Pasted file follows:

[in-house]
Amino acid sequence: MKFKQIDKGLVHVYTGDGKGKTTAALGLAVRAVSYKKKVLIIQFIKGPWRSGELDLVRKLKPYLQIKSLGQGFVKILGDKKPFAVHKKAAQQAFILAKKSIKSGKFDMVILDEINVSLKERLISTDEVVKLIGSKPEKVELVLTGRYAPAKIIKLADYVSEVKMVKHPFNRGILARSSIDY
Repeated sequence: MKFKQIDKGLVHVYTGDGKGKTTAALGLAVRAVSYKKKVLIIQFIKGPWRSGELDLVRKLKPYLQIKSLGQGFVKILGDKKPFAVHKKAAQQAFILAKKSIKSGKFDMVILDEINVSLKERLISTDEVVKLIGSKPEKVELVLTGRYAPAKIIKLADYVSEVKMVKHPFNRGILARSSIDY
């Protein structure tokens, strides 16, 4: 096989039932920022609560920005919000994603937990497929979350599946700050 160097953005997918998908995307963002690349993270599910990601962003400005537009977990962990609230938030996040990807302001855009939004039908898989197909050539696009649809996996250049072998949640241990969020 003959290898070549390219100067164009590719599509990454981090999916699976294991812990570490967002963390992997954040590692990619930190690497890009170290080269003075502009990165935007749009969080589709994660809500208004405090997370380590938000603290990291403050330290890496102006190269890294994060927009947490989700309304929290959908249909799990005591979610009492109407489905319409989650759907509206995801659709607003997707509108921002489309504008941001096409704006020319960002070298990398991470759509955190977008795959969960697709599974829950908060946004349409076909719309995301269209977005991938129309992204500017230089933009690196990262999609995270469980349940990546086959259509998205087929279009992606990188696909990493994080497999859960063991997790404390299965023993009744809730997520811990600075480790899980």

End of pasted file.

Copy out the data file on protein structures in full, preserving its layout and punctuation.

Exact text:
[in-house]
Amino acid sequence: MKFKQIDKGLVHVYTGDGKGKTTAALGLAVRAVSYKKKVLIIQFIKGPWRSGELDLVRKLKPYLQIKSLGQGFVKILGDKKPFAVHKKAAQQAFILAKKSIKSGKFDMVILDEINVSLKERLISTDEVVKLIGSKPEKVELVLTGRYAPAKIIKLADYVSEVKMVKHPFNRGILARSSIDY
Repeated sequence: MKFKQIDKGLVHVYTGDGKGKTTAALGLAVRAVSYKKKVLIIQFIKGPWRSGELDLVRKLKPYLQIKSLGQGFVKILGDKKPFAVHKKAAQQAFILAKKSIKSGKFDMVILDEINVSLKERLISTDEVVKLIGSKPEKVELVLTGRYAPAKIIKLADYVSEVKMVKHPFNRGILARSSIDY
């Protein structure tokens, strides 16, 4: 096989039932920022609560920005919000994603937990497929979350599946700050 160097953005997918998908995307963002690349993270599910990601962003400005537009977990962990609230938030996040990807302001855009939004039908898989197909050539696009649809996996250049072998949640241990969020 003959290898070549390219100067164009590719599509990454981090999916699976294991812990570490967002963390992997954040590692990619930190690497890009170290080269003075502009990165935007749009969080589709994660809500208004405090997370380590938000603290990291403050330290890496102006190269890294994060927009947490989700309304929290959908249909799990005591979610009492109407489905319409989650759907509206995801659709607003997707509108921002489309504008941001096409704006020319960002070298990398991470759509955190977008795959969960697709599974829950908060946004349409076909719309995301269209977005991938129309992204500017230089933009690196990262999609995270469980349940990546086959259509998205087929279009992606990188696909990493994080497999859960063991997790404390299965023993009744809730997520811990600075480790899980």